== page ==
The winners and losers from tax and spend

Yesterday the ABS released the latest of its surveys of the winner and losers of Australia’s taxing and spending, covering the 2003-04 period.

And the winners are…unemployed single parents with children under 5, taking in on average $878 more a week in income transfers and welfare services than they pay in tax, most of which is indirect tax (it has a statistical caution on the number, but despite low overall tax this group scores the highest payment on ‘tobacco products’, consistent with previous research showing the poor pay a disproportionate share of ‘sin’ taxes).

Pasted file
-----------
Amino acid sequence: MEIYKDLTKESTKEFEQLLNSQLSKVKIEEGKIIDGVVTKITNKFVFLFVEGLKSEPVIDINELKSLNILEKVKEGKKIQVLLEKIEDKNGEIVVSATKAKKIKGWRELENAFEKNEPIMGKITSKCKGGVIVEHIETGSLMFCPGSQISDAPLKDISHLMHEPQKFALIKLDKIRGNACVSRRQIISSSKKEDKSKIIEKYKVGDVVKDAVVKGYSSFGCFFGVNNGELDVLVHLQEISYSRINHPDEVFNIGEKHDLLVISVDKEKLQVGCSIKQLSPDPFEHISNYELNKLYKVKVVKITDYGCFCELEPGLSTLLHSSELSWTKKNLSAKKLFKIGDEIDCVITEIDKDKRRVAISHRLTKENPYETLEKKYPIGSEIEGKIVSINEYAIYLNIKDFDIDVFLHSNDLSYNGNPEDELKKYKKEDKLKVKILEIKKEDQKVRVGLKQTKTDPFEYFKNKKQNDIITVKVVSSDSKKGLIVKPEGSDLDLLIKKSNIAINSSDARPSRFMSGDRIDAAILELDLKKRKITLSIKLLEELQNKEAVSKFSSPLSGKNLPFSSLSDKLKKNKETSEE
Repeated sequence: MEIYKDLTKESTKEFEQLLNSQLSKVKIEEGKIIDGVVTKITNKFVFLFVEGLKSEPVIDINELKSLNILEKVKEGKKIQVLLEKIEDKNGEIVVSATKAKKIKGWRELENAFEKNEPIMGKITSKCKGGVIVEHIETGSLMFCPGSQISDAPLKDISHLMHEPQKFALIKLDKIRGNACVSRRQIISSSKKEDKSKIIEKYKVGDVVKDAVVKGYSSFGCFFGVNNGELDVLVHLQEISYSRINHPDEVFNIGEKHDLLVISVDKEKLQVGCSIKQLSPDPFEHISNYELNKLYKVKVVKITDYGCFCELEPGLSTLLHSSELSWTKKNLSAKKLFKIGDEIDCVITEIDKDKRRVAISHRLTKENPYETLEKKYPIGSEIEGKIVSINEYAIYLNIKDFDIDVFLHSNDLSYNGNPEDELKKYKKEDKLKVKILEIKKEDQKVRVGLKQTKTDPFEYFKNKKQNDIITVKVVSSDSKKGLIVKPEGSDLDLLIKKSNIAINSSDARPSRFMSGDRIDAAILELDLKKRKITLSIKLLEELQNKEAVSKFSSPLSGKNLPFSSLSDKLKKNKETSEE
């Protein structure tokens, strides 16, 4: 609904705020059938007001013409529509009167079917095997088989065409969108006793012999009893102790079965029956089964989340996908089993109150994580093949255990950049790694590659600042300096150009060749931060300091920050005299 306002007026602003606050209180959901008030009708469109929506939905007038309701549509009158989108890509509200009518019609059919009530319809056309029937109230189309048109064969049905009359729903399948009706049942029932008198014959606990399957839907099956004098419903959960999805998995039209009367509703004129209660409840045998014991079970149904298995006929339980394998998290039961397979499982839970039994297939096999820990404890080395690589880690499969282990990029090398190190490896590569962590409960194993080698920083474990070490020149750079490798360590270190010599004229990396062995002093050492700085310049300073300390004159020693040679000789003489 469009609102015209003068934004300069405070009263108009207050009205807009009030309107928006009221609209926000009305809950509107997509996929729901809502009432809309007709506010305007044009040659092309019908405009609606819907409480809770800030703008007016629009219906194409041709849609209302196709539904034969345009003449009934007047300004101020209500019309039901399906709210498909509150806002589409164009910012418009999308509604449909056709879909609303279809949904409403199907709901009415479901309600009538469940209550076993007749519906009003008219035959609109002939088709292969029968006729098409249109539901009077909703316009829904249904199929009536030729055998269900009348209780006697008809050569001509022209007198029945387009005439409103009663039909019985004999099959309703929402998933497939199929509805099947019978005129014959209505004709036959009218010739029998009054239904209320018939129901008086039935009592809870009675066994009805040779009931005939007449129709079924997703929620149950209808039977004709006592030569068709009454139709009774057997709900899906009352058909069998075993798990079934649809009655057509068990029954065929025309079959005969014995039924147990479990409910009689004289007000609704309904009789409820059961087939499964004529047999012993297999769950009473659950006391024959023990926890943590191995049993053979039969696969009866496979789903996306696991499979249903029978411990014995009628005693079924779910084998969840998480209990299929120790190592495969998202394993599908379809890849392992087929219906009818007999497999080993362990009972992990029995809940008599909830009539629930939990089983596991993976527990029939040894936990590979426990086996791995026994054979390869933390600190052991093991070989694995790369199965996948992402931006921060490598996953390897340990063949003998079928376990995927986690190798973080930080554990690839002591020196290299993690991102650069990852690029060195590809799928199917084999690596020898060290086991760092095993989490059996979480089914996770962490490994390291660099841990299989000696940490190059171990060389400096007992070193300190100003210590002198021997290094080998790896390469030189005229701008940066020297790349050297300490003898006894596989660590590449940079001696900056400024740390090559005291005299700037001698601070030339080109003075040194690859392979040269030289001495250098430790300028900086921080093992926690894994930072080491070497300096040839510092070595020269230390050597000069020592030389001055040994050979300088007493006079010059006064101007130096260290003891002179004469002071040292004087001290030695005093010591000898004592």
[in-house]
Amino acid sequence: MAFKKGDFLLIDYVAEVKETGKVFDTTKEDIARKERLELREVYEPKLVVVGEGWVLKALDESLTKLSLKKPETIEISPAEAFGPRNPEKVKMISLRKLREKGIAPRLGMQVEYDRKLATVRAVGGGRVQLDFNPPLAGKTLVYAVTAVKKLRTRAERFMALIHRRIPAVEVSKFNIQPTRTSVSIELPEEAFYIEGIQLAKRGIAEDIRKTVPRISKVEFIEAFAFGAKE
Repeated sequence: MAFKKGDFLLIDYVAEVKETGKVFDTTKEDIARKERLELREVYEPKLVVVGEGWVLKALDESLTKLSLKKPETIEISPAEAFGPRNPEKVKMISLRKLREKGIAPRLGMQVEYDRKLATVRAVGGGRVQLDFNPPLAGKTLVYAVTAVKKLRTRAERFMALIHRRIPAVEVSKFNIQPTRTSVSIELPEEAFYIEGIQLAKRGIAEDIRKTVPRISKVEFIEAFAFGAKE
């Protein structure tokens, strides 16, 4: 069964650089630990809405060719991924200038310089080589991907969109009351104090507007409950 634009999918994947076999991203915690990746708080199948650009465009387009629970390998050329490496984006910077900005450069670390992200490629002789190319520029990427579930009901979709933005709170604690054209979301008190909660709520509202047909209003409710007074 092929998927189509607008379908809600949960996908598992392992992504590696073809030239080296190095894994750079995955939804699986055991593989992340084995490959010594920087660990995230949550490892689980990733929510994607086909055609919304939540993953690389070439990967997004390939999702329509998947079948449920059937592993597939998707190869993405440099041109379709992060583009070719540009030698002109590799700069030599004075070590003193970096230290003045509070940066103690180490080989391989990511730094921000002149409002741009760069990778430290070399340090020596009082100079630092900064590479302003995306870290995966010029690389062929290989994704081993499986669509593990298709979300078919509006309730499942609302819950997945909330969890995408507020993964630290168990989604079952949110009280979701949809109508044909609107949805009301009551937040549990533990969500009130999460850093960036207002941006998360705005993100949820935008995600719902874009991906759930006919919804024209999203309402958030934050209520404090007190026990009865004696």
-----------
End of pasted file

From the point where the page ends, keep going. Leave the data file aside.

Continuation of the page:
And the losers are…the top 20% of households by income, who pay on average $571 a week more in tax than they receive back in benefits and services.

As with previous surveys, this one finds that the bottom 60% of households are net beneficiaries of the tax and welfare system, ie they receive more in income transfers and welfare services than they pay in tax. The Australian gave this aspect its lead story, with the heading ‘Tax take helping Howard battlers’. The poorest 20% get more than 40% of all social assistance, and the richest 20% only 9%.

But the redistributive aspect of policy is driven by income transfers rather than government services. Continue reading “The winners and losers from tax and spend”